when you look underneath). There is also a flexible toe protection at the front. The mesh is not as soft as you could wish it to be but then I did not have problems with irritations and for a racing model I found it to be very comfortable in the forefoot and it fits TTS. The gusseted tong is extremely light and thin and like nowadays with other racing models its perforated (editor’s note: this is for instance the case with the Endorphin Pro 3). There are so many holes in it that it looks like a Swiss cheese. It is butterfly shaped and lays beautifully on top of your foot. To keep your upper foot from the pressure of the laces there is just a printed Endorphin Elite Logo at the top of the tongue. The laces are slightly flexible and the PWRRUN+ foam insole is glued. Around the ankle there is no padding at all and in the heel there is just a pad to give a little comfort on your achilles tendon. As there is no heel cup it feels a bit floppy when walking around and running at slow paces. I tried a runners knot to get a better lockdown but I did not even feel a difference.


saucony endorphin elite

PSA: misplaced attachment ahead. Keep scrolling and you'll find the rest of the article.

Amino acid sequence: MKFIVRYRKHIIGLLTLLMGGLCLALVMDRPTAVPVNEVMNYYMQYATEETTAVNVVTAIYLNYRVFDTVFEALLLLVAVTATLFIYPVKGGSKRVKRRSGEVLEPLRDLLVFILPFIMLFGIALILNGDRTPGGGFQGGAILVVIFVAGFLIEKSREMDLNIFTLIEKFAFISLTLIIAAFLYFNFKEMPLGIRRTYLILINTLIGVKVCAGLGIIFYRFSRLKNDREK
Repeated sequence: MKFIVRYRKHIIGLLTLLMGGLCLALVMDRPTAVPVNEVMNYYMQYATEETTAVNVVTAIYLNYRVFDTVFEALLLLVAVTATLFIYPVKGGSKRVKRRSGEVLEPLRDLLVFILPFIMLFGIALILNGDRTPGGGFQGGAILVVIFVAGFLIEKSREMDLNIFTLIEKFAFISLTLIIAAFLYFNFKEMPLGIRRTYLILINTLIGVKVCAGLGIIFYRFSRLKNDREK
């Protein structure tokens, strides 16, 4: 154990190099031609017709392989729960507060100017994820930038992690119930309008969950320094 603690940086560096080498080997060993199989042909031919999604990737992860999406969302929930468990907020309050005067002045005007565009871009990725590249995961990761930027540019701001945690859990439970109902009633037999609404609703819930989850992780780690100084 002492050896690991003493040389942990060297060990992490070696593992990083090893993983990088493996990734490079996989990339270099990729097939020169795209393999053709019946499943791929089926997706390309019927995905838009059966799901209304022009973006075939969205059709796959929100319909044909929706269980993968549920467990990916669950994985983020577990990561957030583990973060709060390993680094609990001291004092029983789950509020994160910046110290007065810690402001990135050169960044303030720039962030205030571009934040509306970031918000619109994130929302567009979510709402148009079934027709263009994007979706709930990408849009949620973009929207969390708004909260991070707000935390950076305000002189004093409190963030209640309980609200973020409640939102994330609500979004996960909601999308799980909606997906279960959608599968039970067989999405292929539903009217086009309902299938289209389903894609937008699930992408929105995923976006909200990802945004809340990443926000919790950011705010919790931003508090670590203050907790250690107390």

Alex: Silke did a great job at explaining most technical features in the upper and I do agree with many of her remarks. This is mostly the case when it comes to the sizing of the shoe, which is a proper TTS fit with a relatively wide (but low) toebox. One of the most debated feature has to be those huge holes on both sides of the upper, where the gusset of the tongue can be seen. They somehow don’t have any impact on the fit in my opinion and will be a great asset for anyone considering this shoe for the summer. Speaking of the gusseted tongue, I do like it although I really don’t see the point of having that piece of mesh going under the plate. Unlike Silke I find the mesh pretty soft and pleasant against my feet. I would have like this upper and fit even more than the one on the Endorphin Pro 3 but the heel padding on the Endorphin Elite kills it for me. That single pad placed on the Achilles is really not my cup of tea. I did not get any rubbing from it, but the feeling of having something pressing against my Achilles was not nice. Maybe this is just something you need to get used to, so I may update this section if my sensations improve after more runs in this shoe.